In preparation for the 250th anniversary of Captain Cook’s voyage of discovery the NZSO have commissioned a series of works by New Zealand composers.
These new works are presented as part of the national commemorations centred around the four landfall sites: Gisborne, Mercury Bay, Bay of Islands, and Marlborough. Each place James Cook and his Endeavour crew came ashore marks an important encounter with local Māori.
The four landfall commissions will each take as their foundation one of these significant events or figures that shaped the passage of New Zealand’s history. Salina Fisher’s Tupaia is the first.
“British explorer James Cook’s first voyage to the Pacific (The Endeavour, 1769) had dual purposes. Firstly, to observe the transit of Venus across the sun as seen from Tahiti, and secondly, to find evidence of the great southern continent Terra Australis Incognita. During their time in Tahiti, the Endeavour crew became acquainted with Tupaia, a master Polynesian navigator and arioi (Tahitian priest). Tupaia had an extraordinary geographical knowledge of the Pacific Islands, and was highly skilled in traditional navigation based on the sea, swells, currents, winds, and stars.
At the insistence of Joseph Banks, a British naturalist, Tupaia joined the Endeavour voyage and played a vital role upon their landing in New Zealand, particularly in his ability to communicate with Māori due to similarities between Polynesian languages.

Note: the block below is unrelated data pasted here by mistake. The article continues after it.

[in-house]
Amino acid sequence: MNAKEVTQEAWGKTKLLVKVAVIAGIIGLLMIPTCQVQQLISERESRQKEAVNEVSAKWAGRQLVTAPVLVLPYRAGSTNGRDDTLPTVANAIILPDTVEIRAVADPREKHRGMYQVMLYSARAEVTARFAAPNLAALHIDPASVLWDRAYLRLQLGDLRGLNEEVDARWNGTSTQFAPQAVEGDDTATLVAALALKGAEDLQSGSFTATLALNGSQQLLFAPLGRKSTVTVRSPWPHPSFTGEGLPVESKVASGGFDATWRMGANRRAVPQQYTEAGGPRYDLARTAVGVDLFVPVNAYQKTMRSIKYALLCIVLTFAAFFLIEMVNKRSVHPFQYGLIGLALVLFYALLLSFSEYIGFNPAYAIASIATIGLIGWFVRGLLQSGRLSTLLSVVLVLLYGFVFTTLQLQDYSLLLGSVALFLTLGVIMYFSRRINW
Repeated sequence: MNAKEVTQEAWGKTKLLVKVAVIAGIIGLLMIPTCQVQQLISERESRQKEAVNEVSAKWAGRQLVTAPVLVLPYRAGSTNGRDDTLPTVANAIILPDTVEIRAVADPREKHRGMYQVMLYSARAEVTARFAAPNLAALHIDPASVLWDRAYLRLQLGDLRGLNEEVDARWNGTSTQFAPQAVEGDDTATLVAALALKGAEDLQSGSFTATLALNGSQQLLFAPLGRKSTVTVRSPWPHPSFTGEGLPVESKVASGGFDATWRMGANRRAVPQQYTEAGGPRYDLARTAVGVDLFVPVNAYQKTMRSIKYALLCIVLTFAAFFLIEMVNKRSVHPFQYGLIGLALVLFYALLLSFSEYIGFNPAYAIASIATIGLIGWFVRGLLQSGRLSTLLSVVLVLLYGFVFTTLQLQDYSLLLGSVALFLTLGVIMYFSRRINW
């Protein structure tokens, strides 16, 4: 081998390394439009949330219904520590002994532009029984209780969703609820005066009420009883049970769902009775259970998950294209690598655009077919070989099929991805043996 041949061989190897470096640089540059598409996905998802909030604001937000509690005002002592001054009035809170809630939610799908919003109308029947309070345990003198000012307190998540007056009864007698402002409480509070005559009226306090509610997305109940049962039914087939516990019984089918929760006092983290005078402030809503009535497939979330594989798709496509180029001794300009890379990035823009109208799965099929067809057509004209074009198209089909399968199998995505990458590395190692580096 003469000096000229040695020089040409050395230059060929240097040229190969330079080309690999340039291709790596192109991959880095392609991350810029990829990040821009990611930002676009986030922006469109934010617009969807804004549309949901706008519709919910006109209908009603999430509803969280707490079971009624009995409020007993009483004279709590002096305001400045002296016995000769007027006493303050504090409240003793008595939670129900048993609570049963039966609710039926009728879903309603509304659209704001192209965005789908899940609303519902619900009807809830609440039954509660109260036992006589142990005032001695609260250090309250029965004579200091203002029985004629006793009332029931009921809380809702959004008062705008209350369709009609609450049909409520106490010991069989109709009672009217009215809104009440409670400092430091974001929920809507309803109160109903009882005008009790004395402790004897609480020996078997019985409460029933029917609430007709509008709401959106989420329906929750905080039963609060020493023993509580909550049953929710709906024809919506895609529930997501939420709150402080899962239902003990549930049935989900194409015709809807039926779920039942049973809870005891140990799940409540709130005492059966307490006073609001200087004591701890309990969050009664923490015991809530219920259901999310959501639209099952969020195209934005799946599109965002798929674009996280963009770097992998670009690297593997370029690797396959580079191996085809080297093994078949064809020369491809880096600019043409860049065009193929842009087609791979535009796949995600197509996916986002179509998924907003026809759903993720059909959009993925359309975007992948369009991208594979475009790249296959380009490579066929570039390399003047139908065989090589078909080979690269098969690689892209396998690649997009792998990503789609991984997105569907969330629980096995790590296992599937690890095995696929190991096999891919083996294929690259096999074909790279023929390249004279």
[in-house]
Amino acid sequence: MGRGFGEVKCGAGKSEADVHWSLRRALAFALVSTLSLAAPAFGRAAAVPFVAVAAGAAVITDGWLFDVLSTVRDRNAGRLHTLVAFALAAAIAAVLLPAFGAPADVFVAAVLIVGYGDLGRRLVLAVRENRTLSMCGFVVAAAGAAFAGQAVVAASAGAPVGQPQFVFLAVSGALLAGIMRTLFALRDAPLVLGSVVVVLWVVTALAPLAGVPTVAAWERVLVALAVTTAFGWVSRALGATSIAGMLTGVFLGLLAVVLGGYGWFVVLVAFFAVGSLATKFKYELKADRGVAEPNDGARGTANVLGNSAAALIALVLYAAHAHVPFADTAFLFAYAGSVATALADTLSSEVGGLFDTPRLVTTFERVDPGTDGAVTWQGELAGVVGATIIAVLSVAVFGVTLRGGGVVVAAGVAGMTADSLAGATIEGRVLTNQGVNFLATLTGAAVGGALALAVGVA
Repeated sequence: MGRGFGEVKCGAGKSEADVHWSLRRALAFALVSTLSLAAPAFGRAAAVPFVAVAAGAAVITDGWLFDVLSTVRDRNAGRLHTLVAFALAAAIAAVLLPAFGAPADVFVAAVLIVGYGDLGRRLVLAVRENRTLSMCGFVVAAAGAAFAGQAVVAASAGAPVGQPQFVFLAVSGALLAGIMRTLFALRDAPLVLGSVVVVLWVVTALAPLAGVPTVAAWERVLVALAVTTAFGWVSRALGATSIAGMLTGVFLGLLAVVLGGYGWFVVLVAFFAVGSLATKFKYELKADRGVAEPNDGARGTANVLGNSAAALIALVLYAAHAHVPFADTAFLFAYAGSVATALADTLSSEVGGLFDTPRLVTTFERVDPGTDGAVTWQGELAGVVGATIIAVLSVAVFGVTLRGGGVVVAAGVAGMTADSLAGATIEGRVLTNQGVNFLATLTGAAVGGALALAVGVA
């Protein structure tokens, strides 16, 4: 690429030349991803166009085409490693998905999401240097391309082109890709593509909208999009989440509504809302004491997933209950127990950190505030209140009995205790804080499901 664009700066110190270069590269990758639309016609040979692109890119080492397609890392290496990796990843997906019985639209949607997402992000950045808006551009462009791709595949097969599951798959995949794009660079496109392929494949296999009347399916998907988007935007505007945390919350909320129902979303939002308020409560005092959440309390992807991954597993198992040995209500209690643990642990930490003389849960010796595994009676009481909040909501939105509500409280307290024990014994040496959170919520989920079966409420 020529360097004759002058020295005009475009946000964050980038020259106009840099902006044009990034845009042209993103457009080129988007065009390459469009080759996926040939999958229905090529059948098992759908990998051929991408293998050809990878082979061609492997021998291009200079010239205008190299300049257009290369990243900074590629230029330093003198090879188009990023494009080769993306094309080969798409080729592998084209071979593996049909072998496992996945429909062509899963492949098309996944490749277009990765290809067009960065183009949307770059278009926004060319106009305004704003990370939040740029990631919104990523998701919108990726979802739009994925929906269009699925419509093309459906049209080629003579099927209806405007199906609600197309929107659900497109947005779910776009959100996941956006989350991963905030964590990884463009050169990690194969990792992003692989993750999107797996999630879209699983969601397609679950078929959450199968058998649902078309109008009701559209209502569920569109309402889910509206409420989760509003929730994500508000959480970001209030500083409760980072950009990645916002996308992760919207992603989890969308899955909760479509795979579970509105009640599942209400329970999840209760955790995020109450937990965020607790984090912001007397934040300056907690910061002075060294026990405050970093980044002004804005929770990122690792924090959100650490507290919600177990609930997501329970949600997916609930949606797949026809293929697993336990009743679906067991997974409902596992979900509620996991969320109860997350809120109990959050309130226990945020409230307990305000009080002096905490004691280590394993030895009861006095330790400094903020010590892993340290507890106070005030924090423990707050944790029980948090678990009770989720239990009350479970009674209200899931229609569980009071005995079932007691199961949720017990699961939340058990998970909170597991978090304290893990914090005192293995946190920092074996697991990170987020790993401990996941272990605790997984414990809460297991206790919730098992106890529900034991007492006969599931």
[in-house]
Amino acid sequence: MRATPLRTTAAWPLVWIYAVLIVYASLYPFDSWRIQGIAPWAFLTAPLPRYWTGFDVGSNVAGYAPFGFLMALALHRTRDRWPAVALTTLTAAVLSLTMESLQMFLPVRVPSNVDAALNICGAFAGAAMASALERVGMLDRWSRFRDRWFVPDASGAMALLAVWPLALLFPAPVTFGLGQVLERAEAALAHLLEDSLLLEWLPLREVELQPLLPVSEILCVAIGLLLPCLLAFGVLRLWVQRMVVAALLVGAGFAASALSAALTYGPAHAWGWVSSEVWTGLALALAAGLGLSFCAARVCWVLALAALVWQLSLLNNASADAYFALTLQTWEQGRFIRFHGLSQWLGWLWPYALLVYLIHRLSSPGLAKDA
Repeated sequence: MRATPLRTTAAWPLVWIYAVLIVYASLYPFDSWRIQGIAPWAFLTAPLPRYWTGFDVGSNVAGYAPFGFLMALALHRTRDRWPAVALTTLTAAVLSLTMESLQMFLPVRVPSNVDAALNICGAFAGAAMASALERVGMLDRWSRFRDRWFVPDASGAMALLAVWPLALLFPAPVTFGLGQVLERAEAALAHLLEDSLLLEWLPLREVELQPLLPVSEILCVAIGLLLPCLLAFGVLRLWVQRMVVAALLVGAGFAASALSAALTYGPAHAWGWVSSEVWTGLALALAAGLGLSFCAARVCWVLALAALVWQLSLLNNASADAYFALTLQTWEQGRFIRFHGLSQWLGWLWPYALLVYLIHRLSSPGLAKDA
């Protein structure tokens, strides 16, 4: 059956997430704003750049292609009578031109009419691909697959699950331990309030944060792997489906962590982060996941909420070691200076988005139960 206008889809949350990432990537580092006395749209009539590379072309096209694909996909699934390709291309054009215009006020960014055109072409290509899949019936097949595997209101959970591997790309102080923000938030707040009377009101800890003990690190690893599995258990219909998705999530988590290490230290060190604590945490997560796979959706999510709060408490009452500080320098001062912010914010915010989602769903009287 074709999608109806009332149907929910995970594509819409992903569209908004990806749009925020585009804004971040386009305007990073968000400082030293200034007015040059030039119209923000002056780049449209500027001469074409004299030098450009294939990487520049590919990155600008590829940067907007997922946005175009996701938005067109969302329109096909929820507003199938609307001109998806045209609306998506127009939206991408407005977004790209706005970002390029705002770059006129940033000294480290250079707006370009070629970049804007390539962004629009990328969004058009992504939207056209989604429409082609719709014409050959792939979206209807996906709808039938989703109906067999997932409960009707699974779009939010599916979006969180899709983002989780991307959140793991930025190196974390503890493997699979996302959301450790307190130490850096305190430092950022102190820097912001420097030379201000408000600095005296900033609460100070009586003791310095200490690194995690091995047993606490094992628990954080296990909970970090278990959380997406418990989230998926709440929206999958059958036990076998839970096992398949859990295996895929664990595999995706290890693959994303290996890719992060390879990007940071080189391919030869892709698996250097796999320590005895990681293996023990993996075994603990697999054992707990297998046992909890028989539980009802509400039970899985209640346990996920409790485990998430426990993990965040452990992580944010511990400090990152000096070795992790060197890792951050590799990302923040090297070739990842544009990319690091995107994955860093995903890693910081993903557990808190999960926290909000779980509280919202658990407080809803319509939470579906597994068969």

On board the Endeavour, Tupaia transcribed his extensive memorised geography of the Pacific using newly acquired cartographical skills. Although this surviving Chart of Islands has the appearance of a Western map, the positions of the 74 islands are based on a series of Polynesian island compasses relative to a central island (Tupaia’s home, Ra’iatea), rather than cardinal points; with distances based on sailing durations.
This fascinating record of cultural and navigational interaction inspired my compositional process, particularly in terms of the concept of notation as ‘mapping’or ‘transcription of space’. My work, Tupaia,also draws inspiration from the idea of celestial navigation: the constant and gradual shift in perspective necessary to perceive the ‘rise and fall’ of stars, and ultimately to move forward.” – Salina Fisher
Recorded 21 April 2018, Michael Fowler Centre, Wellington by RNZ Concert
Producer: David McCaw
Engineer: Darryl Stack